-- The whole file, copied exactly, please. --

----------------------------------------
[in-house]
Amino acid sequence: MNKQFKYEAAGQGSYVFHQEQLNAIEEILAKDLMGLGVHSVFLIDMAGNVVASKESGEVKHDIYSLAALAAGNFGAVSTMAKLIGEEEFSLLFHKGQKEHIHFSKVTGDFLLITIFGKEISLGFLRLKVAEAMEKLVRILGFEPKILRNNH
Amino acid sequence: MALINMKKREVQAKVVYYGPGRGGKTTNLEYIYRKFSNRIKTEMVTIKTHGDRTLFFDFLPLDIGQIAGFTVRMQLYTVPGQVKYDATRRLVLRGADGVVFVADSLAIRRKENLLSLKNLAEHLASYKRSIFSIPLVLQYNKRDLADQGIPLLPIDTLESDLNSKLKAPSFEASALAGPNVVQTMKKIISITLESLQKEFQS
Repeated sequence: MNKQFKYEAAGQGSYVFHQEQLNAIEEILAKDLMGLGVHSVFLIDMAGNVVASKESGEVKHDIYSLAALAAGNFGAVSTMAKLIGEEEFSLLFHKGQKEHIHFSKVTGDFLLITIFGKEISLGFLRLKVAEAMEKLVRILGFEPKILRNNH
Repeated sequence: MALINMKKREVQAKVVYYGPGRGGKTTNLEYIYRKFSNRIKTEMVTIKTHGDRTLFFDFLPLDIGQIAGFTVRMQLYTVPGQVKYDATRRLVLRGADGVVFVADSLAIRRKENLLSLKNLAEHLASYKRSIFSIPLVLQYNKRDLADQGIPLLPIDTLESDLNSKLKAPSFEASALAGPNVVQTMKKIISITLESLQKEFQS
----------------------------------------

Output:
[in-house]
Amino acid sequence: MNKQFKYEAAGQGSYVFHQEQLNAIEEILAKDLMGLGVHSVFLIDMAGNVVASKESGEVKHDIYSLAALAAGNFGAVSTMAKLIGEEEFSLLFHKGQKEHIHFSKVTGDFLLITIFGKEISLGFLRLKVAEAMEKLVRILGFEPKILRNNH
Amino acid sequence: MALINMKKREVQAKVVYYGPGRGGKTTNLEYIYRKFSNRIKTEMVTIKTHGDRTLFFDFLPLDIGQIAGFTVRMQLYTVPGQVKYDATRRLVLRGADGVVFVADSLAIRRKENLLSLKNLAEHLASYKRSIFSIPLVLQYNKRDLADQGIPLLPIDTLESDLNSKLKAPSFEASALAGPNVVQTMKKIISITLESLQKEFQS
Repeated sequence: MNKQFKYEAAGQGSYVFHQEQLNAIEEILAKDLMGLGVHSVFLIDMAGNVVASKESGEVKHDIYSLAALAAGNFGAVSTMAKLIGEEEFSLLFHKGQKEHIHFSKVTGDFLLITIFGKEISLGFLRLKVAEAMEKLVRILGFEPKILRNNH
Repeated sequence: MALINMKKREVQAKVVYYGPGRGGKTTNLEYIYRKFSNRIKTEMVTIKTHGDRTLFFDFLPLDIGQIAGFTVRMQLYTVPGQVKYDATRRLVLRGADGVVFVADSLAIRRKENLLSLKNLAEHLASYKRSIFSIPLVLQYNKRDLADQGIPLLPIDTLESDLNSKLKAPSFEASALAGPNVVQTMKKIISITLESLQKEFQS